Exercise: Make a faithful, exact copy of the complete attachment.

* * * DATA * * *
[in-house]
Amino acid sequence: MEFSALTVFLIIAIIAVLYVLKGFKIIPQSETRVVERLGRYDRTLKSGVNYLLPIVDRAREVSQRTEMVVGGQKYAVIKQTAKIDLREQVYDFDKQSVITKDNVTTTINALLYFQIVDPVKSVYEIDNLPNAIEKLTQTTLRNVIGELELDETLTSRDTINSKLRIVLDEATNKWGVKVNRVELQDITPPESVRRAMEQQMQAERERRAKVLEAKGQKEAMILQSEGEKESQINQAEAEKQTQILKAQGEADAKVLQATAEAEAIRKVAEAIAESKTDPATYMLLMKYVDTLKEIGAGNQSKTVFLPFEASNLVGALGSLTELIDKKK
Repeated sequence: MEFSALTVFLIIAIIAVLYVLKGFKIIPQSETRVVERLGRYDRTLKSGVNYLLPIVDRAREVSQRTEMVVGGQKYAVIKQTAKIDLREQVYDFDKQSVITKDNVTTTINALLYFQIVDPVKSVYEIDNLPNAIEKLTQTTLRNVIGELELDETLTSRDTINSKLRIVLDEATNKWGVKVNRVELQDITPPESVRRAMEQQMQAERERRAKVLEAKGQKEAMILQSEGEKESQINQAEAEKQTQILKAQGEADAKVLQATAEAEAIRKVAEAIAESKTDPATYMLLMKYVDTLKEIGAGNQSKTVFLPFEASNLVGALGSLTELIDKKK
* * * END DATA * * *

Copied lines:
[in-house]
Amino acid sequence: MEFSALTVFLIIAIIAVLYVLKGFKIIPQSETRVVERLGRYDRTLKSGVNYLLPIVDRAREVSQRTEMVVGGQKYAVIKQTAKIDLREQVYDFDKQSVITKDNVTTTINALLYFQIVDPVKSVYEIDNLPNAIEKLTQTTLRNVIGELELDETLTSRDTINSKLRIVLDEATNKWGVKVNRVELQDITPPESVRRAMEQQMQAERERRAKVLEAKGQKEAMILQSEGEKESQINQAEAEKQTQILKAQGEADAKVLQATAEAEAIRKVAEAIAESKTDPATYMLLMKYVDTLKEIGAGNQSKTVFLPFEASNLVGALGSLTELIDKKK
Repeated sequence: MEFSALTVFLIIAIIAVLYVLKGFKIIPQSETRVVERLGRYDRTLKSGVNYLLPIVDRAREVSQRTEMVVGGQKYAVIKQTAKIDLREQVYDFDKQSVITKDNVTTTINALLYFQIVDPVKSVYEIDNLPNAIEKLTQTTLRNVIGELELDETLTSRDTINSKLRIVLDEATNKWGVKVNRVELQDITPPESVRRAMEQQMQAERERRAKVLEAKGQKEAMILQSEGEKESQINQAEAEKQTQILKAQGEADAKVLQATAEAEAIRKVAEAIAESKTDPATYMLLMKYVDTLKEIGAGNQSKTVFLPFEASNLVGALGSLTELIDKKK